Fwd: Is disabling ctrl-alt-backspace really such a good idea? - no.
ciancia at di.unipi.it
Sat Feb 14 15:18:48 UTC 2009
Scott Kitterman ha scritto:
> On Sat, 14 Feb 2009 09:24:32 +0100 Vincenzo Ciancia <ciancia at di.unipi.it>
>> I typically am the guy that persuades friends using linux that the new
>> *DEFAULT* choices ubuntu makes in every release are good even though
>> they look like evil. But this time I don't really have a justification.
> You will recall that we've discussed excessive hostility on this list
> before. Perhaps it is because English is not your first language, but evil
> is a very strong term. If you will consult a dictionary and consider it, I
> think you will agree the term is excessive in this context.
Scott, I don't think this is the case for a killfile (YMMV of course).
What I tried to summarise here is two opposite moods when defaults
change radically: the one from the ubuntu users, who start saying "hey,
we are getting like windows", "another one from ubuntu..." and so on,
the one from the ubuntu enthusiast, like I am (but this is also valid
for other operating system, see e.g. vista enthusiasts or macusers) who
try to explain them the reasons for the change.
Now this time I don't really have an answer for two extremely important
questions that these persons may ask: 1) how am I supposed to unlock a
stuck compiz? and 2) how can I protect myself from fake login screens.
Question 2) is of vital importance because one may find himself as an
user of a network of ubuntu-desktop-edition computers. The system
administrator may be ignorant and not know about the change, but a
default choice MUST NOT prevent an experienced user to protect himself
from a script-kiddie in a GUI mood.
Why not getting constructive and do two things: 1) reply to question 2)
and 2) reply to quest... ehm, no, post a rationale of the Good that this
change will bring in. So that I will have an answer this time too?
For those who think I made the S/N ratio of the list worse: just post a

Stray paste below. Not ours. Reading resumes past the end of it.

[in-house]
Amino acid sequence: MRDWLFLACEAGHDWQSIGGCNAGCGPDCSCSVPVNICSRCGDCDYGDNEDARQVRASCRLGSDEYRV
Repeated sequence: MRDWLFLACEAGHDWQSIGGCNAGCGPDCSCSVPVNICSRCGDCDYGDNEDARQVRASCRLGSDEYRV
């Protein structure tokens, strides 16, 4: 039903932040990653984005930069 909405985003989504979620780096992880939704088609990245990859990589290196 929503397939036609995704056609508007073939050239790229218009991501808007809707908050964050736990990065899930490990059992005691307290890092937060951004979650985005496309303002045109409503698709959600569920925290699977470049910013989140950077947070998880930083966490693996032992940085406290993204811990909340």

reply to these two things and the signal will go up :)
> I think this thread has far outlived whatever usefullness it might have had
> and I'd suggest everyone just stop. It's a few days before feature freeze
> and the plan for Jaunty isn't going to change.
I see, but did I miss the thread or why such big changes are not
publicized in early stages? Announces of the planned changes or
something like that? Is there some web page I should monitor that will
explain the planned changes for jaunty+1? I may be just ignorant here,
but would appreciate if big changes that may bring complaints were at
least announced and discussed a bit in this list. If you just implement
those, there will be complaints, which by a simple statistical argument
will be concentrated in the very last phases of the testing process.
Regarding the change to intrepid I requested, and you even more kindly
implemented: I spent some time writing the e-mail and testing (it was
few, but I would have spent more time on that if needed as I did for
many other issues). That was not for me, but for the community, and in
particular because windows is being more and more used in environments
such as the academia that were tipically tied to linux because e.g.
superior tex-ing capabilities. If we get worse and worse in the fields
where we are traditionally strong we will end like the Italian
university (yes I am about to escape). Tex users are people we should
not lose, and it's already difficult enough to fight against
pre-installed windows, and the good tex editors and environments that
are nowadays available on the platform.
I don't know why, but (not necessarily in your case) whenever an user
takes time to convince a developer of a bad choice, and the developer
gets convinced and improves the distribution, it looks like the latter
did a favour to the former. I tend to think about this as cooperation.
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